Or if not, maybe a circuit teacher can come to her. So many things do travel in circles, or in cycles. Why not New Moon Teachers? They can show up to give lessons in hygiene and health every month.

Throw a nicely rounded wooden sabot into those business models that do not serve women’s real, basic and recurring needs. Bend those bottom lines to fit our wide-hipped butts.

ODO Principia

On-Demand-Only = ODO

ODO in Process

ODO manufacturing is that new wavy line: On-Demand Only manufacture. You don’t make it till somebody asks for it. You don’t keep active supply trains, you sustain RELATIONSHIPS with people who keep stores of parts and raw materials. You know–women’s work: maintaining relationships.

You don’t own the tools of production except in common with your co-op and your cousin’s co-op. You share space. Girly stuff like that. None of this fencing off territory and defending it to the death. That’s for the birds. We’re more like bonobos: the alpha females band together to protect their privileges.

Sure, there will be squabbles.
Hormones are like that.

But there comes one more turn in this tale.

Take life cycles: old women. Old women who once held the decision power in their wrinkled hands: to war or not to war. They–unlike the old men who cheerfully send their sons to war–are past the rounds and ups and downs of hormonal flux. They have a much heavier investment in the chief products of their labor: namely children. Old women know what it really costs to go to war. And those who know the value of peace learn how to make peace–even between a screaming mad premenstrual teen and a lank-haired, irritable, self-righteous and justifiably exasperated prima donna of a primipara.

Old women know how to bring people round. Old women whose hands are too worn to do the actual knitting anymore, they can knit up ragged souls. They can be the ones who spin the long, entertaining tales–they will span the story cycles.

That’s what I see in the future: the world going round. The round bellies of women bearing young–the round of daily chores, lightened with the choral round of gleeful voices as the labor follows the pace of the slow cycle of a human breath: not the rapid hammering clatter of a coal-fired machine.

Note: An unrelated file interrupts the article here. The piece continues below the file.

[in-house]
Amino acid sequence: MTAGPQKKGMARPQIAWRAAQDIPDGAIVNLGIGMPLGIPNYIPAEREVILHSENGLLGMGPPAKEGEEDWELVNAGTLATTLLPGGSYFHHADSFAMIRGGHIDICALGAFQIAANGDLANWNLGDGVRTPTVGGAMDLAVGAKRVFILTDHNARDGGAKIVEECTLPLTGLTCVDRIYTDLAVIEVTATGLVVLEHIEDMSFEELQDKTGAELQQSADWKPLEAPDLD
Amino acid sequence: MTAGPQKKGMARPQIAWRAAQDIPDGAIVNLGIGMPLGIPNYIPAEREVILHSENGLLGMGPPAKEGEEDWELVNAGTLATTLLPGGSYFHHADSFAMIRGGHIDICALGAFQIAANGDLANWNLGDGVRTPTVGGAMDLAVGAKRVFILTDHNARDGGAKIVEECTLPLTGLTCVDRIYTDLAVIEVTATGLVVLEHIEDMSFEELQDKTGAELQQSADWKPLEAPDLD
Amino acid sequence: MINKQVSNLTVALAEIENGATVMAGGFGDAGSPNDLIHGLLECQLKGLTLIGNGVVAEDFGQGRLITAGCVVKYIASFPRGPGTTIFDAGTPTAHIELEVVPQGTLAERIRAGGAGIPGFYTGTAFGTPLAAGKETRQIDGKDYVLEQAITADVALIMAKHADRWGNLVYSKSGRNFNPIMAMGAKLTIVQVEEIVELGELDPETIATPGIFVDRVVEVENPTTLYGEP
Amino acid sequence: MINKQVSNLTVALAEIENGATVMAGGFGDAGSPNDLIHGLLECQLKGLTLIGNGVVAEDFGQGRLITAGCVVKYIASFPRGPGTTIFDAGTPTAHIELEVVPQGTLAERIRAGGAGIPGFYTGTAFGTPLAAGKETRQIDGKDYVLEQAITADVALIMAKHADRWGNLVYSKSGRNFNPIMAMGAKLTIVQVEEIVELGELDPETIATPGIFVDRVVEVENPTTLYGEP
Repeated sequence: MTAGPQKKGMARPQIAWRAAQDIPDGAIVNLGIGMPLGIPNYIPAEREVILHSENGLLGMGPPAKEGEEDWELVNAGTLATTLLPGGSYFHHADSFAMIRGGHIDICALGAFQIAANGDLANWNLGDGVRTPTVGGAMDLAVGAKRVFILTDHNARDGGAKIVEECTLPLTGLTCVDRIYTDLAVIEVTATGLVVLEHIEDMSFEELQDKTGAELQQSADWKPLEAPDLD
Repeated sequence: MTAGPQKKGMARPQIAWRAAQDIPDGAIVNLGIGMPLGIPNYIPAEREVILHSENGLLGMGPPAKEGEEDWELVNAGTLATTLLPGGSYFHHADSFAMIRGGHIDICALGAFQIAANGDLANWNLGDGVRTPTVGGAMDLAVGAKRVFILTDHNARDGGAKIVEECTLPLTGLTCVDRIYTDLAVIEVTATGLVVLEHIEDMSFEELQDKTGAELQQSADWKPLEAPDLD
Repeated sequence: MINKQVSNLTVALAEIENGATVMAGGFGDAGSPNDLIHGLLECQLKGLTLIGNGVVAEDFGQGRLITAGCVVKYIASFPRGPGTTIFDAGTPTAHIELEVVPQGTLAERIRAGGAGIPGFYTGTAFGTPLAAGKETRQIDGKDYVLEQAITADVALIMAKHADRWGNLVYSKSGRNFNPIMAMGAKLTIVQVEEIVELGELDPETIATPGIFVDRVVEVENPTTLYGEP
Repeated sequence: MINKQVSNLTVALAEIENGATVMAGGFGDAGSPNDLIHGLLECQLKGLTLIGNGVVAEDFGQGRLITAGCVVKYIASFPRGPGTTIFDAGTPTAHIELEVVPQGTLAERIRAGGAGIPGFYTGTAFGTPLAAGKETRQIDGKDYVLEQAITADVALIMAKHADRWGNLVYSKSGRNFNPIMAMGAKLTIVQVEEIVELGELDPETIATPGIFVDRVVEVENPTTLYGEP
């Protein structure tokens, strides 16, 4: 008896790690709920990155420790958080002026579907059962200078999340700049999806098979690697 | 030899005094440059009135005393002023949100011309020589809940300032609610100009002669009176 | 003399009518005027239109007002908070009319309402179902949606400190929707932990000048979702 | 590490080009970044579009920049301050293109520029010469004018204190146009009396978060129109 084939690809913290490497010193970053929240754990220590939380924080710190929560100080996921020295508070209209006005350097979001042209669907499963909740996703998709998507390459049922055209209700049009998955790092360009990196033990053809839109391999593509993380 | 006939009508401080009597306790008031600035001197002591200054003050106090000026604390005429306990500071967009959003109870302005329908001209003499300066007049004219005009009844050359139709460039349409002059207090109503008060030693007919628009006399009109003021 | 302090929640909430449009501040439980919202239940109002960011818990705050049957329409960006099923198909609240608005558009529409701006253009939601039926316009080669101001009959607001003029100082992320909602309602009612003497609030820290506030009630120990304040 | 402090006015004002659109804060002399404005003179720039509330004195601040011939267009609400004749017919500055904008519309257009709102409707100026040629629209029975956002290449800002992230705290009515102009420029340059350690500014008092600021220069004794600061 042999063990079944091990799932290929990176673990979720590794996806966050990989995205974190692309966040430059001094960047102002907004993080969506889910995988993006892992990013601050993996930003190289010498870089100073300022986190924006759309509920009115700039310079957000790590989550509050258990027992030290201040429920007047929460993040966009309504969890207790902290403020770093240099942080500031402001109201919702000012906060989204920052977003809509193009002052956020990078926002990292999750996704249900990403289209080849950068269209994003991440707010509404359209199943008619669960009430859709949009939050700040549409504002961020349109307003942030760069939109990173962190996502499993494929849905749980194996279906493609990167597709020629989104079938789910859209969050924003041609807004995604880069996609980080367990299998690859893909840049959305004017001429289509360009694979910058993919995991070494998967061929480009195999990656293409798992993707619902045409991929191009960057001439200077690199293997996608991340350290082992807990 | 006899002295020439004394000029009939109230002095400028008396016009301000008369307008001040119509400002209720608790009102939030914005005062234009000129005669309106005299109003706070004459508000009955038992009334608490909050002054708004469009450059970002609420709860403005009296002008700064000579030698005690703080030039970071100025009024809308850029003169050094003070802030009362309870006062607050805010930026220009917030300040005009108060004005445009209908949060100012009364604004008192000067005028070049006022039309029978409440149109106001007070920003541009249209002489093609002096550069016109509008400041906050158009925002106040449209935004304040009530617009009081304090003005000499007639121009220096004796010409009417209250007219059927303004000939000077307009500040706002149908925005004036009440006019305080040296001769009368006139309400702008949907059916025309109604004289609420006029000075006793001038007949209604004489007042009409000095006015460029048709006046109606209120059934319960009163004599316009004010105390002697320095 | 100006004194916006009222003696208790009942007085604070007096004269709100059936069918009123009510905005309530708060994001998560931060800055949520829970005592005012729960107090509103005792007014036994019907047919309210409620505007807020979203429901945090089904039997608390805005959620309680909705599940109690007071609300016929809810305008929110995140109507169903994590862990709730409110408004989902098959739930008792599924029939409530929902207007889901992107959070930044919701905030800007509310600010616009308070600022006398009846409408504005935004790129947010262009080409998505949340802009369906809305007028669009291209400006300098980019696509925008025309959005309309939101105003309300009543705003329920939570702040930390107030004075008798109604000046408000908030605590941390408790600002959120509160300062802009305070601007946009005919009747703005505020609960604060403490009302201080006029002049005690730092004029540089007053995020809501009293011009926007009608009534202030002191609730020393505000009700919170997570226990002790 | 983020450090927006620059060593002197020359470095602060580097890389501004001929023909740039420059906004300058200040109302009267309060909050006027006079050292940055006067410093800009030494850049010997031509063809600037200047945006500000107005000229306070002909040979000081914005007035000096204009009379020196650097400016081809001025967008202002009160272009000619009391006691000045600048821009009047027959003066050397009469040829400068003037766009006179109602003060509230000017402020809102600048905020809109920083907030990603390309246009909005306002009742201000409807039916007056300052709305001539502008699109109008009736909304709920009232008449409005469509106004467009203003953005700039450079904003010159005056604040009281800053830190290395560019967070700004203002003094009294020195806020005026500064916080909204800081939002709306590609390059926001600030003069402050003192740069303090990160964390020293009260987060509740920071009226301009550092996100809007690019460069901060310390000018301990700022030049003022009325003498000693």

In Non-Euclidean geometry–world-shaped geometry– the shortest distance between two points is not a straight line. In the future, the shortest way to happiness will be found by following a curvy, woman-shaped line.

G. Kay Bishop tends to think in circles. And she thinks that is a good think. Your kiloarcs may vary.

7 Comments
  1. April 17, 2010 4:54 am

    LOVE THIS! It was like a beautiful, skin tingling poem. Filled me with joy and hope. Thank you.

    • G.Kay Bishop permalink
      April 17, 2010 5:41 pm

      Thanks Voracious Vegan.
      Among all the good round things I should have mentioned the delicious round lentils and onions in your mjadrah recipe. BTW. do you have a step-by-step method for carmelizing onions?

  2. April 21, 2010 3:27 pm

    A woman at my Mom’s memorial service started to share her memories of my mom, and she began “Circles…” then she started to cry. Again she began, “Circles…” and once again she began to cry and could not go on. On the third attempt, she stopped there, and motioned for the next person who wanted to share to go ahead. It was perfect. And complete. And I agree. Circles.

    Wonderful article, G. Kay.

  3. farley griner permalink
    May 2, 2010 10:55 am

    G.Kay, I love your writing (have missed reading it!). This inspires hope along with many questions. Now I’m thinking a few circles around how we can consciously value women’s work, particularly when we do it together.

    • G.Kay Bishop permalink
      May 16, 2010 10:06 pm

      Thanks, Farley. Native elders recommend groups of five to seven people to perfom specific tasks. Larger group labor congregations (quilting bee, barn raising) are held as one-off’s, not treated as sustainable over the long haul. Even the 5-7 group is considered temporary and task specific. For long-term, multi-function small groups, check out the Okinawan concept of moais.